• Roman Sebasteion relief  sculpture of Victory of the Emperors, Aphrodisias Museum, Aphrodisias, Turkey.  Against a grey background.<br />
<br />
The inscription identifies the subject of the relief panel as the “Victory of the Emperors” (Neike Sebaston), and refers to the conquest of Armenia and Britannica in its adjacent relief panels. A half naked Victory flies diagonally across the panel, carrying a military trophy over her shoulder. A small winged Eros, now damaged was clinging to the end of the trophy pole. Victory was a key imperial attribute
  • Roman Sebasteion relief  sculpture of Victory of the Emperors, Aphrodisias Museum, Aphrodisias, Turkey.   Against a white background.<br />
<br />
The inscription identifies the subject of the relief panel as the “Victory of the Emperors” (Neike Sebaston), and refers to the conquest of Armenia and Britannica in its adjacent relief panels. A half naked Victory flies diagonally across the panel, carrying a military trophy over her shoulder. A small winged Eros, now damaged was clinging to the end of the trophy pole. Victory was a key imperial attribute
  • Roman Sebasteion relief  sculpture of Victory of the Emperors, Aphrodisias Museum, Aphrodisias, Turkey.   Against a black background.<br />
<br />
The inscription identifies the subject of the relief panel as the “Victory of the Emperors” (Neike Sebaston), and refers to the conquest of Armenia and Britannica in its adjacent relief panels. A half naked Victory flies diagonally across the panel, carrying a military trophy over her shoulder. A small winged Eros, now damaged was clinging to the end of the trophy pole. Victory was a key imperial attribute
  • Roman Sebasteion relief  sculpture of Victory of the Emperors, Aphrodisias Museum, Aphrodisias, Turkey.  Against an art background.<br />
<br />
The inscription identifies the subject of the relief panel as the “Victory of the Emperors” (Neike Sebaston), and refers to the conquest of Armenia and Britannica in its adjacent relief panels. A half naked Victory flies diagonally across the panel, carrying a military trophy over her shoulder. A small winged Eros, now damaged was clinging to the end of the trophy pole. Victory was a key imperial attribute
  • Roman Sebasteion relief sculpture of  an Imperial prince as Diokouros, Aphrodisias Museum, Aphrodisias, Turkey.  Against a grey background.<br />
<br />
An imperial youth wearing a military cloak and cuirass of a commander holds the reins of hios horse. This panel is next to a Claudius panel so is probably of Britanicus or Nero the emperors son and intended successor
  • Roman Sebasteion relief sculpture of  an Imperial prince as Diokouros son of zeus, Aphrodisias Museum, Aphrodisias, Turkey.   Against a white background.<br />
<br />
An imperial youth wearing a military cloak and cuirass of a commander holds the reins of hios horse. This panel is next to a Claudius panel so is probably of Britanicus or Nero the emperors son and intended successor
  • Roman Sebasteion relief sculpture of  an Imperial prince as Diokouros son of zeus, Aphrodisias Museum, Aphrodisias, Turkey.   Against a black background.<br />
<br />
An imperial youth wearing a military cloak and cuirass of a commander holds the reins of hios horse. This panel is next to a Claudius panel so is probably of Britanicus or Nero the emperors son and intended successor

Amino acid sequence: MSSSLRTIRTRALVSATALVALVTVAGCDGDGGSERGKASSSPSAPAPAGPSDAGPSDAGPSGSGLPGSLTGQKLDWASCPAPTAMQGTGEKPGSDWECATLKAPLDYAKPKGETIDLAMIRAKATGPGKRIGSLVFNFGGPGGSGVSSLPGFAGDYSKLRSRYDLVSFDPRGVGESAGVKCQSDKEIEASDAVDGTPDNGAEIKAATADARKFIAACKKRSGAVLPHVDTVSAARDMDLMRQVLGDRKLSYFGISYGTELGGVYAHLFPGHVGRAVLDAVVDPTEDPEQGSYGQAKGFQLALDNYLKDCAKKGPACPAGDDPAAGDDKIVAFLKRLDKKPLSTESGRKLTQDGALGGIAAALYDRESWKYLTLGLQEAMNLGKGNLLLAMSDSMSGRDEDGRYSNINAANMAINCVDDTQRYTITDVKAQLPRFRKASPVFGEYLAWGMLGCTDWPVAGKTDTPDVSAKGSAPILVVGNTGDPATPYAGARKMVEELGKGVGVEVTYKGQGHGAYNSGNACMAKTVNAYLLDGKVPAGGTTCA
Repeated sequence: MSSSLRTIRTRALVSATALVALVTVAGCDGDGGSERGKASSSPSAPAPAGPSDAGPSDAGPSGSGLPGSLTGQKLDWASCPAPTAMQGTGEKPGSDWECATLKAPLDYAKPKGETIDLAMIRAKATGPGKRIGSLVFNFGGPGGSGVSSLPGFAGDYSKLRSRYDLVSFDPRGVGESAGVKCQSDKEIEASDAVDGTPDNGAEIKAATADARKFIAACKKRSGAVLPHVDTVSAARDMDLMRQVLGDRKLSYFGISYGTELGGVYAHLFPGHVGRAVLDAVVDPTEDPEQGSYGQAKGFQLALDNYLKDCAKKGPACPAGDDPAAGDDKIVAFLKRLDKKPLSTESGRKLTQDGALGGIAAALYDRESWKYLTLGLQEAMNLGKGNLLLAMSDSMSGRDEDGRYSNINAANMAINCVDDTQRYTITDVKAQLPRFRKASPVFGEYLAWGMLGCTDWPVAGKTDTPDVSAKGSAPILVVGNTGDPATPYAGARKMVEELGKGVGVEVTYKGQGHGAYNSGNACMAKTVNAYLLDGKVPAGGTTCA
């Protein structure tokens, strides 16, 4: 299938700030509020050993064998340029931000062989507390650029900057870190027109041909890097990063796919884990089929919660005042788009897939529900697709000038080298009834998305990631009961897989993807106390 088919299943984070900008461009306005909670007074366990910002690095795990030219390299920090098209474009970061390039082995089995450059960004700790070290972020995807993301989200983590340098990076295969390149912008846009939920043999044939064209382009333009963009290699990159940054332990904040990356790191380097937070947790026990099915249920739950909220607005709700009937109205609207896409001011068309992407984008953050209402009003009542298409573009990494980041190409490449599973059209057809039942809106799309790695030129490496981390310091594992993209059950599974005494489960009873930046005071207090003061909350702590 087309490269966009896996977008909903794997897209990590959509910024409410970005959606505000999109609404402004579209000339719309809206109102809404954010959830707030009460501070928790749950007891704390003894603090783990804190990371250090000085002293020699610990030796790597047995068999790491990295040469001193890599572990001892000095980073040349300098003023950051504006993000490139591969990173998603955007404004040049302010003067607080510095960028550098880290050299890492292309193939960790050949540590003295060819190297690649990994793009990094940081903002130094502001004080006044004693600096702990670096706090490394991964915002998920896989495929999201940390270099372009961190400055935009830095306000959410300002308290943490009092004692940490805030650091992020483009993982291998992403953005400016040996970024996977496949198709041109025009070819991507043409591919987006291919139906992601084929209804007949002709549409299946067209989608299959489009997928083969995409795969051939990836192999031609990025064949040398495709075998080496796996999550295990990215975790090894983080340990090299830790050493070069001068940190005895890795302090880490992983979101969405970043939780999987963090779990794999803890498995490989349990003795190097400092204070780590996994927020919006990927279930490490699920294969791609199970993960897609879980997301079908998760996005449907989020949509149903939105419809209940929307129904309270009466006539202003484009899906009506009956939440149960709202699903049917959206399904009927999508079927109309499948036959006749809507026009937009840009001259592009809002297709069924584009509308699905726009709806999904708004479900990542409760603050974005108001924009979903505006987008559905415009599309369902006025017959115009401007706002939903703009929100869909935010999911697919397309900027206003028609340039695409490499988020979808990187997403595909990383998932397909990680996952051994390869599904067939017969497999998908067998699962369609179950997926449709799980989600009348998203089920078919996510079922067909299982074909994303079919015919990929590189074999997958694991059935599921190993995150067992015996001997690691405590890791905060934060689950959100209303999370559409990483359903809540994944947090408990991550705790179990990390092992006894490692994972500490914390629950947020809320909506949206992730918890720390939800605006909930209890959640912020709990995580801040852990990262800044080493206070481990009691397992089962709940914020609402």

• Roman Sebasteion relief sculpture of  an Imperial prince as Diokouros son of zeus, Aphrodisias Museum, Aphrodisias, Turkey. <br />
<br />
An imperial youth wearing a military cloak and cuirass of a commander holds the reins of hios horse. This panel is next to a Claudius panel so is probably of Britanicus or Nero the emperors son and intended successor
  • Roman Sebasteion relief sculpture of  an Imperial prince as Diokouros son of zeus, Aphrodisias Museum, Aphrodisias, Turkey.  Against an art background.<br />
<br />
An imperial youth wearing a military cloak and cuirass of a commander holds the reins of hios horse. This panel is next to a Claudius panel so is probably of Britanicus or Nero the emperors son and intended successor
  • Roman Sebasteion relief sculpture of  an Imperial prince as Diokouros son of zeus, Aphrodisias Museum, Aphrodisias, Turkey.  Against a grey background.<br />
<br />
An imperial youth wearing a military cloak and cuirass of a commander holds the reins of hios horse. This panel is next to a Claudius panel so is probably of Britanicus or Nero the emperors son and intended successor
  • Roman Sebasteion relief sculpture of  an Imperial prince as Diokouros, Aphrodisias Museum, Aphrodisias, Turkey.   Against a white background.<br />
<br />
An imperial youth wearing a military cloak and cuirass of a commander holds the reins of hios horse. This panel is next to a Claudius panel so is probably of Britanicus or Nero the emperors son and intended successor
  • Roman Sebasteion relief sculpture of  an Imperial prince as Diokouros, Aphrodisias Museum, Aphrodisias, Turkey.   Against a black background.<br />
<br />
An imperial youth wearing a military cloak and cuirass of a commander holds the reins of hios horse. This panel is next to a Claudius panel so is probably of Britanicus or Nero the emperors son and intended successor
  • Roman Sebasteion relief sculpture of  an Imperial prince as Diokouros, Aphrodisias Museum, Aphrodisias, Turkey. <br />
<br />
An imperial youth wearing a military cloak and cuirass of a commander holds the reins of hios horse. This panel is next to a Claudius panel so is probably of Britanicus or Nero the emperors son and intended successor